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Studies On Some Storage Methods For Cassava Stakes Using Intact Stakes

DO Etta
AO Nwankiti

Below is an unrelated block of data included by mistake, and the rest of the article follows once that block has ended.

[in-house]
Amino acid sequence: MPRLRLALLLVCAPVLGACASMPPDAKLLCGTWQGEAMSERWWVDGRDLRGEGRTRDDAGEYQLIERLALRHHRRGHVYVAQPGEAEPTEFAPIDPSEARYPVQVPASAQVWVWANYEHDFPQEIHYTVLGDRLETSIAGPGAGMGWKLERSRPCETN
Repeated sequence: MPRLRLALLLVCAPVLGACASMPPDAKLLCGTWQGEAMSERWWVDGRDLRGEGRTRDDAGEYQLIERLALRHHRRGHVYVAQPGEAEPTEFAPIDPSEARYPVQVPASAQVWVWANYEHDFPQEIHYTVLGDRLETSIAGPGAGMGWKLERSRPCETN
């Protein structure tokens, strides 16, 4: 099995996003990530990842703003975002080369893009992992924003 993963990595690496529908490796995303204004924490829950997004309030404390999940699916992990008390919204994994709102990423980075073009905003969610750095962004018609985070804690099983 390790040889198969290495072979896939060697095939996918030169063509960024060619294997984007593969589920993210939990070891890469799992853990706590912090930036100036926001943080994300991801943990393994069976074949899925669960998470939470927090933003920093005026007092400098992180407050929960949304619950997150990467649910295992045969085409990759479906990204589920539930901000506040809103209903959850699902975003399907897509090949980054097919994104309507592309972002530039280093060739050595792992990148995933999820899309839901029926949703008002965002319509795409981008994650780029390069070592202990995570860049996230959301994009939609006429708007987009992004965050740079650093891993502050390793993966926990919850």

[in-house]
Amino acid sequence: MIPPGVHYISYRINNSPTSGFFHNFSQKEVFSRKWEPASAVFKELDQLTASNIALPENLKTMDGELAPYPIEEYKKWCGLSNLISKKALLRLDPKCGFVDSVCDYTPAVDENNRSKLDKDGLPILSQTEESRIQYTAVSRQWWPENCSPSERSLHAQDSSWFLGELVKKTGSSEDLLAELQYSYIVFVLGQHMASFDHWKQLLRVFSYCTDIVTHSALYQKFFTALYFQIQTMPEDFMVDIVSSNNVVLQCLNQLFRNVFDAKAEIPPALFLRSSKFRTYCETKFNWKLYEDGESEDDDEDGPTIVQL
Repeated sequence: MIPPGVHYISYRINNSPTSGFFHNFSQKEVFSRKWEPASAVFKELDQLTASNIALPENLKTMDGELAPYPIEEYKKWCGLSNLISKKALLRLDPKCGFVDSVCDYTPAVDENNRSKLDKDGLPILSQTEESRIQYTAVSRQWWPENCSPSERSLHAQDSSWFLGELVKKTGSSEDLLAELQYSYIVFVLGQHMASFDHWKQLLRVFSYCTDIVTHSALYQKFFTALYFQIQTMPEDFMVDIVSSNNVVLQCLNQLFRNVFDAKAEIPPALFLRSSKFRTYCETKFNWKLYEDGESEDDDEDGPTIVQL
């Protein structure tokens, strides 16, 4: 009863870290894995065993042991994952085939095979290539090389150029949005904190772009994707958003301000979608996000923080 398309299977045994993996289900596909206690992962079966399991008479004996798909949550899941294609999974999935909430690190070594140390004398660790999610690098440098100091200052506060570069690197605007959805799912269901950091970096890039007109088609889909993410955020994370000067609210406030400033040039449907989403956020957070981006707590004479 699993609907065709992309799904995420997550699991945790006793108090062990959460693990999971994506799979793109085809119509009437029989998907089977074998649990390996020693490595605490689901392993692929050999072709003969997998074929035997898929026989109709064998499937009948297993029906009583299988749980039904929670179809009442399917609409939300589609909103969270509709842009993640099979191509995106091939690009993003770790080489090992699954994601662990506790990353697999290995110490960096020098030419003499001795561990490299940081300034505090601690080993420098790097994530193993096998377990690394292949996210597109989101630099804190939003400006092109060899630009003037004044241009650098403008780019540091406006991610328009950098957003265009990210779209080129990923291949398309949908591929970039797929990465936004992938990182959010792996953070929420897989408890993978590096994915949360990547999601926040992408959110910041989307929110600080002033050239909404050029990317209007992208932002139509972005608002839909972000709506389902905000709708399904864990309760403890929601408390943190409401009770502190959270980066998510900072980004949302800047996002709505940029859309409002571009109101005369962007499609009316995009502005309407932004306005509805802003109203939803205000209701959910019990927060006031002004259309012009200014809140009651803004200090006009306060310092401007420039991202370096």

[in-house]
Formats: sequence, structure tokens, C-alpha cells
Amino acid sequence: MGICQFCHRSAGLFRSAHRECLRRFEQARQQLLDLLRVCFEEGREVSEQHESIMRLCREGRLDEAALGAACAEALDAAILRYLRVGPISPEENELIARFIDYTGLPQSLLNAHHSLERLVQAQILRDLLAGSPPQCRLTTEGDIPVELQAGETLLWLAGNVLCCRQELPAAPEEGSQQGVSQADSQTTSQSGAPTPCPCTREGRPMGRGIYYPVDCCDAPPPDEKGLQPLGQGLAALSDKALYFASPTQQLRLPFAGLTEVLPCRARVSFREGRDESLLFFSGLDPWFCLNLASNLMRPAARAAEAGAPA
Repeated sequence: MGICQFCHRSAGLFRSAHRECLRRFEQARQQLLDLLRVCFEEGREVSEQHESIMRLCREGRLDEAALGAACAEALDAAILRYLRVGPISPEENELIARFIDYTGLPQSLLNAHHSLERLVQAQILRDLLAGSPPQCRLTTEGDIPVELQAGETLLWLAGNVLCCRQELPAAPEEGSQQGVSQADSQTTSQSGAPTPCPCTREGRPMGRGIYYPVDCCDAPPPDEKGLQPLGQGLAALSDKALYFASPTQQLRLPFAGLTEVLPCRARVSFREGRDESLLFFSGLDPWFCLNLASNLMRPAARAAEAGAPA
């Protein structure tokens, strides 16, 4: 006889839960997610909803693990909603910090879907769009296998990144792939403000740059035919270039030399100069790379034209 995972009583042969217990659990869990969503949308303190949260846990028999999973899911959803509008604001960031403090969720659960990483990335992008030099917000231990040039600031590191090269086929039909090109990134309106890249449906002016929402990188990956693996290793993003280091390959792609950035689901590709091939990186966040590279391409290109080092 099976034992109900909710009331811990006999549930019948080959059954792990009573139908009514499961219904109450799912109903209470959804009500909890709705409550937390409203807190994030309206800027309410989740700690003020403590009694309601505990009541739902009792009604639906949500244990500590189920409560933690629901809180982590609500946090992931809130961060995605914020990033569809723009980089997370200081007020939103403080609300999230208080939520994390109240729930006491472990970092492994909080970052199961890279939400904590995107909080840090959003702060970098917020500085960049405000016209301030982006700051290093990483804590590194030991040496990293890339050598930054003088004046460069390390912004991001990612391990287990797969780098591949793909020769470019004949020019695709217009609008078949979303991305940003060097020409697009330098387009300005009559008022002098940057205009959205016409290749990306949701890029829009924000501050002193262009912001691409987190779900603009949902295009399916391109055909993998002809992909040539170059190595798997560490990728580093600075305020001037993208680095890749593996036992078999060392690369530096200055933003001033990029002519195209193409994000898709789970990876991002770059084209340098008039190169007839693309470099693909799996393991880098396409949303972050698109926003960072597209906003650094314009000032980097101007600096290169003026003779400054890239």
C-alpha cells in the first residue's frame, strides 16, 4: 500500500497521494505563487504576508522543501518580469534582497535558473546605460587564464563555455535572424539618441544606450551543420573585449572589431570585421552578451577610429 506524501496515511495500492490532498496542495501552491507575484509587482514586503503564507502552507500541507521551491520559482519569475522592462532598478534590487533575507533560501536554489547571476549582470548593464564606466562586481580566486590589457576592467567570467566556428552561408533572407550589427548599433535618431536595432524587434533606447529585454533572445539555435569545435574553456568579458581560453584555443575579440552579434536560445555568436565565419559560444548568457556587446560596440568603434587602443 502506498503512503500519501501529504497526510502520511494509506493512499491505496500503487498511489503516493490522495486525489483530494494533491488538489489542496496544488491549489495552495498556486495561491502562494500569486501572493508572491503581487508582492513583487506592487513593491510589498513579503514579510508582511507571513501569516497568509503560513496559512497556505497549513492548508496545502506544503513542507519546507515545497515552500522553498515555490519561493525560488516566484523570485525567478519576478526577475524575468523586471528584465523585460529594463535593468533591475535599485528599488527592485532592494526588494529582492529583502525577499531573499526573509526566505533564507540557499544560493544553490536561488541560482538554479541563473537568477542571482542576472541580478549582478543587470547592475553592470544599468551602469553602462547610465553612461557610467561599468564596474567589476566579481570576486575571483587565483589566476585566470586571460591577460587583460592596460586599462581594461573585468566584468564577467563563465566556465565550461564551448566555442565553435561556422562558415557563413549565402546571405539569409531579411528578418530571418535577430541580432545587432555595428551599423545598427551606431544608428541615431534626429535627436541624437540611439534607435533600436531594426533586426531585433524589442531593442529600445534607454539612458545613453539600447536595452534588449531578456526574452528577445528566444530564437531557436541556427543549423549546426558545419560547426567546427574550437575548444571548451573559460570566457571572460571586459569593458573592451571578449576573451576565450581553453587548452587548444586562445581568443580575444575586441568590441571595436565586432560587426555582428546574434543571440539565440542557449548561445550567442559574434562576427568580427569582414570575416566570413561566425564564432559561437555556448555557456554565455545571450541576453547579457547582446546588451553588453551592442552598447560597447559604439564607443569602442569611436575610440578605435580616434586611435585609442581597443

The demand for cassava stakes is determined by scarcity in some locations because of crop expansion or difficulty in storing stems when harvested early. At other locations, poor quality “seed” is the factor. In an experiment carried out at the University of Agriculture, Makurdi experimental farm to evaluate some methods for storing cassava stakes, trial was carried out for 14 weeks, at the end of which unburied stakes and those wrapped in grasses were severely dehydrated recording 71.77% and 78.37% dehydration respectively at 10 weeks of storage. Stored stakes recorded some level of viability at the end of 14 weeks of storage with partially buried stakes recording the highest viability percentage of 22.67% among all the storage methods at 4 weeks after planting. Conclusion reached was that, Cassava stakes should be stored as long intact stakes partially buried (20cm of the base) vertically as this method of storage can maintain viability of stored stakes for up to 14 weeks. The importance of this work in relation to poverty alleviation in Nigeria is discussed.